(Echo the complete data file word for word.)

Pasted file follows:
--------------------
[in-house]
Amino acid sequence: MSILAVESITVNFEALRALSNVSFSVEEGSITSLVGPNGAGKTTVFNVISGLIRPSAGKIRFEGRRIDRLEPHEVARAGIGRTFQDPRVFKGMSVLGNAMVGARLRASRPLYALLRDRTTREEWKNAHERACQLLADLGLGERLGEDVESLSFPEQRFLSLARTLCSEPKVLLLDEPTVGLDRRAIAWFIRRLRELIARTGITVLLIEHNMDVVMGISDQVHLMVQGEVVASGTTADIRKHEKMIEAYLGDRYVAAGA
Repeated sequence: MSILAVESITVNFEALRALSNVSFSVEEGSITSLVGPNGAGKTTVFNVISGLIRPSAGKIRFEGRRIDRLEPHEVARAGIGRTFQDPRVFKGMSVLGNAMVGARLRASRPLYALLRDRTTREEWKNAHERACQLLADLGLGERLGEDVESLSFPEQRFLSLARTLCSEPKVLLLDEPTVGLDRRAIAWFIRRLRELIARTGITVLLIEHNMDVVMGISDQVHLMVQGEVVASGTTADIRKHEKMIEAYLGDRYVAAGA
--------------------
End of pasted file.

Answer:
[in-house]
Amino acid sequence: MSILAVESITVNFEALRALSNVSFSVEEGSITSLVGPNGAGKTTVFNVISGLIRPSAGKIRFEGRRIDRLEPHEVARAGIGRTFQDPRVFKGMSVLGNAMVGARLRASRPLYALLRDRTTREEWKNAHERACQLLADLGLGERLGEDVESLSFPEQRFLSLARTLCSEPKVLLLDEPTVGLDRRAIAWFIRRLRELIARTGITVLLIEHNMDVVMGISDQVHLMVQGEVVASGTTADIRKHEKMIEAYLGDRYVAAGA
Repeated sequence: MSILAVESITVNFEALRALSNVSFSVEEGSITSLVGPNGAGKTTVFNVISGLIRPSAGKIRFEGRRIDRLEPHEVARAGIGRTFQDPRVFKGMSVLGNAMVGARLRASRPLYALLRDRTTREEWKNAHERACQLLADLGLGERLGEDVESLSFPEQRFLSLARTLCSEPKVLLLDEPTVGLDRRAIAWFIRRLRELIARTGITVLLIEHNMDVVMGISDQVHLMVQGEVVASGTTADIRKHEKMIEAYLGDRYVAAGA